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Date: 19 May 2013 16:20:44
Title: 34 30N 43 07W

Day 11

 I’m going to try and provide a brief example of a routine task which at home requires little thought but which in a boat bobbing about somewhere in mid Atlantic requires a different approach.

There are moments that are totally surreal  - like having dinner outside in the warm still evening air, watching the sun going down across the sea – a scene not unfamiliar to many, maybe holidaying in the Mediterranean, the difference being, I’m not in the Mediterranean but mid Atlantic, surrounded by sea, at least a thousand miles from anywhere…… and just a few feet away dolphins are playing, leaping and appear almost to be putting on a show, too many to count maybe fifty or sixty of them.

I am far from normal life.

I’m in the peculiar world of the watch system. You are either ‘on watch’ or ‘off watch’. On watch entails; steering, keeping a look out for shipping, meals or other duties. Off watch you rest (sleep). The length of each watch is 3 hours. Every 3 hours you change and this happens 8 times a day. This is the twilight zone in which we live, each day has no real beginning or end and the maximum sleep time at any one time is 3 hours (this increases to 4 hours at certain times during the day).

Now, let’s put into this world the simple task of cleaning teeth. The first consideration is when? The answer is – when I remember. On remembering, the initial emotion is one of dread. Let’s not consider this task when the boat is gentle bobbing, but when the boat is pitching and yawing at an angle of 45 degrees in a relatively moderate force 4-5 wind. Any more than this and teeth cleaning can wait!

The boat has four distinct areas: -

1.      The outside of the boat or deck

2.      The saloon where cooking and general duties take place

3.      The cabin to sleep

4.      The heads (toilet and sink) within the cabin

Now, to clean teeth requires a journey deep into depths of the boat to the heads. This journey takes you from the deck, through the saloon, to the cabin, then finally into the heads. This is quite a journey in a boat this is rocking and full of hard places. It requires a risk assessment – do I really need to clean my teeth?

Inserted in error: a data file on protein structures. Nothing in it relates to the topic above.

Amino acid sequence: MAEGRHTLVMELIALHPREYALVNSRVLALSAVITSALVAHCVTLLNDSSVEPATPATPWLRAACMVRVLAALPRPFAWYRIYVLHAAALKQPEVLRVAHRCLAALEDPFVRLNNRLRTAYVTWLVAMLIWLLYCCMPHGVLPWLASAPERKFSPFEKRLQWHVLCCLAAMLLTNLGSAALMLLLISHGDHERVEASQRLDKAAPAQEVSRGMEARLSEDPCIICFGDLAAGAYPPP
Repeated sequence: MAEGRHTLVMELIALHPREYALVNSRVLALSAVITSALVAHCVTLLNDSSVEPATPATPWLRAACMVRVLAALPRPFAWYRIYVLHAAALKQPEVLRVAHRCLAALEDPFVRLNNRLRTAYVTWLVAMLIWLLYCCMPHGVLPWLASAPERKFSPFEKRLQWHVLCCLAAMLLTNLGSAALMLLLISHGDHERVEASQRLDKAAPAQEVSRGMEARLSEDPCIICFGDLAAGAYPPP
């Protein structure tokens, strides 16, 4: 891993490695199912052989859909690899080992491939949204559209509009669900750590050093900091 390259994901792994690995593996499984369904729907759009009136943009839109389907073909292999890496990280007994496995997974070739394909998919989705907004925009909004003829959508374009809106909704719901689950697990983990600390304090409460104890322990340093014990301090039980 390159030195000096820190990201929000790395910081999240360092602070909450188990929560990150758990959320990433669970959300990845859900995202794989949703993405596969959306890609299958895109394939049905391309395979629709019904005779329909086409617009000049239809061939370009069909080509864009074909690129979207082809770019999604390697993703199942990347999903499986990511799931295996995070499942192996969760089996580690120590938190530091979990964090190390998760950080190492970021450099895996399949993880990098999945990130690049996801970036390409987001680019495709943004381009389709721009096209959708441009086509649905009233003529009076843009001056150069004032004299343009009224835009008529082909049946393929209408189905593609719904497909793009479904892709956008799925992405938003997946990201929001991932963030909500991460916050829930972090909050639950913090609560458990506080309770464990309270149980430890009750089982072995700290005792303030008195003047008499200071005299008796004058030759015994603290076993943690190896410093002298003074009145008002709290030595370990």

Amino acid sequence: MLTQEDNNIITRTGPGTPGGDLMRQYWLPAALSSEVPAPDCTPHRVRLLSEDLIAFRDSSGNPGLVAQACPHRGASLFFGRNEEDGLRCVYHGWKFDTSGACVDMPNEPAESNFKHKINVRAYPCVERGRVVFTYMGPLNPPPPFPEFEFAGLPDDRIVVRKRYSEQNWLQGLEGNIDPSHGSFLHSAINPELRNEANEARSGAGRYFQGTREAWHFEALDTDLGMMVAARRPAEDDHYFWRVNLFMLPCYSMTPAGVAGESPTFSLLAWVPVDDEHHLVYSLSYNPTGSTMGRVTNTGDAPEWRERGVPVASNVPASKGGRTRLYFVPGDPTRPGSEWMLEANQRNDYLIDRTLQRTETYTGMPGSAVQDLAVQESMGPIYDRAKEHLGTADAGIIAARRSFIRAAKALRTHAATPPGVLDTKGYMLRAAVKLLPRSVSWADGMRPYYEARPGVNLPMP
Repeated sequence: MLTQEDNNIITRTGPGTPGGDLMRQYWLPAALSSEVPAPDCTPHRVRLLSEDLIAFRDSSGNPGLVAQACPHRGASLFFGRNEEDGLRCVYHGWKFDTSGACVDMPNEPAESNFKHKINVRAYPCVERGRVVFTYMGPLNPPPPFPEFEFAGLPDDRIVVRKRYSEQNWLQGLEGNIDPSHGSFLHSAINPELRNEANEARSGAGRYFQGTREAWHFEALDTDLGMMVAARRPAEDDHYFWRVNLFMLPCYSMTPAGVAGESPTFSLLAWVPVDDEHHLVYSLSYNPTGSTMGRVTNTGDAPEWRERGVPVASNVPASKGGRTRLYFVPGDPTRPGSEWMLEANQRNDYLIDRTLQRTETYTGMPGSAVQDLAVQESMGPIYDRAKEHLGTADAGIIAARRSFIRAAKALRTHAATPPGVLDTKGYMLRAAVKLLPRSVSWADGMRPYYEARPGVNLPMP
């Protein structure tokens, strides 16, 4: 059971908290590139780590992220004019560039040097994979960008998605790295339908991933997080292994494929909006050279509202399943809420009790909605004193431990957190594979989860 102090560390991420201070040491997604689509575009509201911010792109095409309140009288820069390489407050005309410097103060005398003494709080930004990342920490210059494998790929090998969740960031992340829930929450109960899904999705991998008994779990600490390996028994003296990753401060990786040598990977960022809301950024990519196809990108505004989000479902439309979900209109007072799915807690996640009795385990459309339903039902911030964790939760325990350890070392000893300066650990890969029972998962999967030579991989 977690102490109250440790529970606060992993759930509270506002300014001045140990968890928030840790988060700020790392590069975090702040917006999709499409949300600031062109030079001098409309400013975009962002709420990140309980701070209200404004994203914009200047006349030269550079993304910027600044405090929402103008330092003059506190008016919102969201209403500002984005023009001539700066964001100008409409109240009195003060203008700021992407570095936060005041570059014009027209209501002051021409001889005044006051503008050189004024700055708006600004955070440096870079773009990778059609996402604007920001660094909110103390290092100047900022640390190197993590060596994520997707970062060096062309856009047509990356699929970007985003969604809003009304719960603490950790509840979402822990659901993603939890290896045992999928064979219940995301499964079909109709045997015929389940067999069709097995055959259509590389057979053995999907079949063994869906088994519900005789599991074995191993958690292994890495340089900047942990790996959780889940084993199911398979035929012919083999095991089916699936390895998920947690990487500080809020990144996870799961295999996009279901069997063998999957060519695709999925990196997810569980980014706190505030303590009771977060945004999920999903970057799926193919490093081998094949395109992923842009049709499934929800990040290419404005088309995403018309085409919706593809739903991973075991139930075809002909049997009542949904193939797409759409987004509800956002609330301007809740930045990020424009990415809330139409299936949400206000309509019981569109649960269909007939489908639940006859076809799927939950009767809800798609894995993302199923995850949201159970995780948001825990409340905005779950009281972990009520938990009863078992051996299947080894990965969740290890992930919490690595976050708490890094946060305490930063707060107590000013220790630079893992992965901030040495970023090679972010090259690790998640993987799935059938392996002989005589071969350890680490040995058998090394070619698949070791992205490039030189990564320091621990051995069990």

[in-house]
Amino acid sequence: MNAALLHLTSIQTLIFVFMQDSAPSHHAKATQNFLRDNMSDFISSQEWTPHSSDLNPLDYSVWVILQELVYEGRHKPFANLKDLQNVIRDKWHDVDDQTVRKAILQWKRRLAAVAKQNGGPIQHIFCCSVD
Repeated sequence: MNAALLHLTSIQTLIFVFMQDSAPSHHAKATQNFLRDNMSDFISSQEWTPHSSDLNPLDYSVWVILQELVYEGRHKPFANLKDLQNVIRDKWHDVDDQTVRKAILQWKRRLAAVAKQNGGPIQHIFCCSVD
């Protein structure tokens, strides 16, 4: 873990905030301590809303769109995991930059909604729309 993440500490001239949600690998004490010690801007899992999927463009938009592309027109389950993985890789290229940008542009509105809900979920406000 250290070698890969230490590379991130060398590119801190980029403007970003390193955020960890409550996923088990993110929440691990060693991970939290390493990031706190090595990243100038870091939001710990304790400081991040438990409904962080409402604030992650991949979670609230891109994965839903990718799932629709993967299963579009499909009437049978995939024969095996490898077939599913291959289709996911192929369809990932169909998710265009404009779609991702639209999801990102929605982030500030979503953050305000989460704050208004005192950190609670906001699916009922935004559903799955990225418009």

On deciding to clean teeth it requires preparation both emotionally and physically for the journey. Getting into the boat is the first challenge, down into the hole which separates the world of openness and clear demarcation between sea and sky, to one of enclosed containment with no such   identifiers. Then a staggered, lunging like crawl, holding on to any fixed surface for support, like the first steps of a toddler – towards the cabin. Being unable to assist and not wishing to witness this personal struggle, other crew members kindly look away – their turn will come. Once in the cabin there is a twisted turn, almost a controlled fall into the heads. The heads are deep within the boat where the rolling motion is amplified and the mind has no reference point. The heads have a smell all of their own. It’s not a good place to be. But the destination is reached.

The teeth cleaning itself requires the skills of an escapologist, acrobat and gymnast all in one. With the left hand gripping a convenient handle, right foot wedged in the corner between wall and floor and with the head lent against the mirror the body is formed into a perfect triangle. For an instant the gripping hand lets go to allow the tap to be turned then straight back to the handle and brushing commences. After a few moments brushing is complete and I feel transformed. The journey back to base camp begins. The whole mini- adventure takes about 15 minutes, that’s 15 minutes away from my rest time leaving me only 2 hours 45 min before my next watch. I throw myself onto my bunk without a thought of undressing and fall immediately into the strange world of sleep.

A moments thought before sleep… is it all worth it ?…… and I remember the dolphins, the beautiful sunset, the perfect night sky and brilliant moon…… yes for sure it’s worth it, every bit of it!

The end

Hello Lyn, Jack and George – hope all going ok and wish you were here with me (maybe next time J). Missing you millions and can’t wait to see you all again. Jack, hope finals went ok.

Not long now till the Azores, hope to see some whales before then – the sea has still not got me J

Love Ben XXXX

           

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